by Jamaica Kincaid
Analysis: What's Up With the Ending?
"But what if the baker won't let me feel the bread?; you mean to say that after all you are really going to be the kind of woman who the baker won't let near the bread?" (52-53). Figures. Mom has been accusing Girl of being a slut the whole time, so of course it has to come back to that. Mom doesn't explicitly say slut this time, but since she's said it so many times before it would make sense that she means the same thing now. In fact, you could probably interpret "squeeze" (which Mom says earlier) and "feel" as having some pretty sexy connotations.
So in a way, this ending continues Mom's lessons. People like sluts and wharf-rat boys are outside of society. No one interacts with them, so it makes sense that they wouldn’t be allowed to interact with people and do everyday things. One thing that a slut would definitely not be allowed to do is squeeze bread like an upstanding young lady, because her dirty, slutty hands would taint the bread. Obviously.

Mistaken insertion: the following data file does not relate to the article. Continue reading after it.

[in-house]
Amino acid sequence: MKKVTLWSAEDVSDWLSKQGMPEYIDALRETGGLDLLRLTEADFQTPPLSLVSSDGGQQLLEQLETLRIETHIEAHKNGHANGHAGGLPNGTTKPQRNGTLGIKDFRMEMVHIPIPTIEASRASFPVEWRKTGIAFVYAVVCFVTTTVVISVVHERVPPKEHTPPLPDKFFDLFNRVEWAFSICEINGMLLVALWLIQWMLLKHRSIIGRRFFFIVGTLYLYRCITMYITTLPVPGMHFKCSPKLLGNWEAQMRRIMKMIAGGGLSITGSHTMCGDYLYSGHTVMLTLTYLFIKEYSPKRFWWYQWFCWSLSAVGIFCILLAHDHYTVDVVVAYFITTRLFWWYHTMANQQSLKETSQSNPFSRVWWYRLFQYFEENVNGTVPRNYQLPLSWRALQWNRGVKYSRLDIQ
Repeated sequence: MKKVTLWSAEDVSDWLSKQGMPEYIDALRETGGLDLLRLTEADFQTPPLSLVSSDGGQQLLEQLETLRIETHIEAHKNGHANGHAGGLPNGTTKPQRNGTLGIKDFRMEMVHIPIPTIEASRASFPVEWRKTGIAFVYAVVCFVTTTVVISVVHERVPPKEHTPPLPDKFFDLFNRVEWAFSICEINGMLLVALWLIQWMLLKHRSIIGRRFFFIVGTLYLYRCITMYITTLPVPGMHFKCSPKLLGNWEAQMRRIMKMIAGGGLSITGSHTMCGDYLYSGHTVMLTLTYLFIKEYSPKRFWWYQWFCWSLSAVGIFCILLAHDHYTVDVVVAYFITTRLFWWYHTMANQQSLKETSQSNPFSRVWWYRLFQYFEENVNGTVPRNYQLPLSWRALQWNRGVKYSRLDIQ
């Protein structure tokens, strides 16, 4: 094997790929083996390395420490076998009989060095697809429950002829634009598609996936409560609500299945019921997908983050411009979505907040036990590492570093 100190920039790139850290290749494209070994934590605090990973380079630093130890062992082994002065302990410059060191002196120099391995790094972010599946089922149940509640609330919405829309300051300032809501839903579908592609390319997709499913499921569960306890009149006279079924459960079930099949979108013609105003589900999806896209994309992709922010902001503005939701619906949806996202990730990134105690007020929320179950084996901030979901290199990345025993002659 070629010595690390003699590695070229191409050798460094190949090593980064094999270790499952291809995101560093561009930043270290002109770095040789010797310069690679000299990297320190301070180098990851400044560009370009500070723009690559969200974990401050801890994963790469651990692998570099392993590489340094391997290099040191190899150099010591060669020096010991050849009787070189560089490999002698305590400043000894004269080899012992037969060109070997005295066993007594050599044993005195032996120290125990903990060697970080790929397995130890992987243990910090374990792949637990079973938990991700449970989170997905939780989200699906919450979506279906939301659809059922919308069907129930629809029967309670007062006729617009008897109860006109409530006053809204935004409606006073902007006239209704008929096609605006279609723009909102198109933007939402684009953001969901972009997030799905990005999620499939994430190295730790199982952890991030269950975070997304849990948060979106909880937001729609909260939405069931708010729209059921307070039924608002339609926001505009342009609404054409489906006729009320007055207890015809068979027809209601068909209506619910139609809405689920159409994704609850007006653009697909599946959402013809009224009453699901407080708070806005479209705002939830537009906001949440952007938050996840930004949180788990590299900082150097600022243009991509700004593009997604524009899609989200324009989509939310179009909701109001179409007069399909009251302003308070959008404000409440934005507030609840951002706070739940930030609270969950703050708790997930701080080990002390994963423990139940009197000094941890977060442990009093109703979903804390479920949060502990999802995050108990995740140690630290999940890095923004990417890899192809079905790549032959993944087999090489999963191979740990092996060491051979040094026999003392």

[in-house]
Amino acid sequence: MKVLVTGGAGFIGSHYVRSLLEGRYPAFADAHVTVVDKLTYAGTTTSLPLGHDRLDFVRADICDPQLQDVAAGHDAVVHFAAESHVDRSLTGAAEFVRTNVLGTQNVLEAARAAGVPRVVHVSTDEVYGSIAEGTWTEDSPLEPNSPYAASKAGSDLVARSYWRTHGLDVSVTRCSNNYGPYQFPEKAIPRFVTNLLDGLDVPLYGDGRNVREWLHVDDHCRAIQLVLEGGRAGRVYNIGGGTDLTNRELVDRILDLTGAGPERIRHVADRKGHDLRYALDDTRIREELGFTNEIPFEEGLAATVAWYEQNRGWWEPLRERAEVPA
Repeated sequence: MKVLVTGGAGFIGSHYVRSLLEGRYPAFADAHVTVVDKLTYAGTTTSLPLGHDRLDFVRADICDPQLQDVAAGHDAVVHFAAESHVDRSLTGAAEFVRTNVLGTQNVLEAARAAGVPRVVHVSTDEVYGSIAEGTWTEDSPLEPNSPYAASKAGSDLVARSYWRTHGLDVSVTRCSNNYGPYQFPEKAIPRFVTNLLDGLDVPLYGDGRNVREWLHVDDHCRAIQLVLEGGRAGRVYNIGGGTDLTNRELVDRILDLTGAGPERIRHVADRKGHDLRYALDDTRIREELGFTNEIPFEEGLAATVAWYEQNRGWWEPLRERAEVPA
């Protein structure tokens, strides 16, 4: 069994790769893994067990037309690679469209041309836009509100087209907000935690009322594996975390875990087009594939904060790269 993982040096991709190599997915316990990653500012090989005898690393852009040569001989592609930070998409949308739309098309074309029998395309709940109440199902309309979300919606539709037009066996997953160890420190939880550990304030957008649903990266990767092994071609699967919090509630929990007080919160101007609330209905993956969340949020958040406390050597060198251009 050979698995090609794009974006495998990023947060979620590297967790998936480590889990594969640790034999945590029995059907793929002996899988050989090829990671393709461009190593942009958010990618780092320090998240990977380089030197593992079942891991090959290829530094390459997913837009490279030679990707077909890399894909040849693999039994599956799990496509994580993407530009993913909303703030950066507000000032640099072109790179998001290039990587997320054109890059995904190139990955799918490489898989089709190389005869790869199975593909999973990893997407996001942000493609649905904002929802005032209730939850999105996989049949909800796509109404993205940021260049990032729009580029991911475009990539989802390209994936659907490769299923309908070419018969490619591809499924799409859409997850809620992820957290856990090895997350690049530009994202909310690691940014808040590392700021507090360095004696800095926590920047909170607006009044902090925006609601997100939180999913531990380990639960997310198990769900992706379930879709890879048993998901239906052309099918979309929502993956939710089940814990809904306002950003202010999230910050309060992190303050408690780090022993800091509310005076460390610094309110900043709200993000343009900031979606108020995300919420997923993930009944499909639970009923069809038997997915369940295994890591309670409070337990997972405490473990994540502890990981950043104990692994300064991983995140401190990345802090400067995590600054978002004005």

There is also another possible interpretation of the end. Let's say that Mom and Girl have a bit of a "failure to communicate." Mom talks more at Girl than to her, and she seems to totally ignore Girl. But to Mom, it seems like Girl is totally missing the point. If she follows all of Mom's advice, then obviously the baker will let her squeeze the bread. It's all connected: what seems like a totally random list of advice is actually summed up by this: be the kind of woman who gets to squeeze the bread.
Now, can someone put that on a t-shirt for us?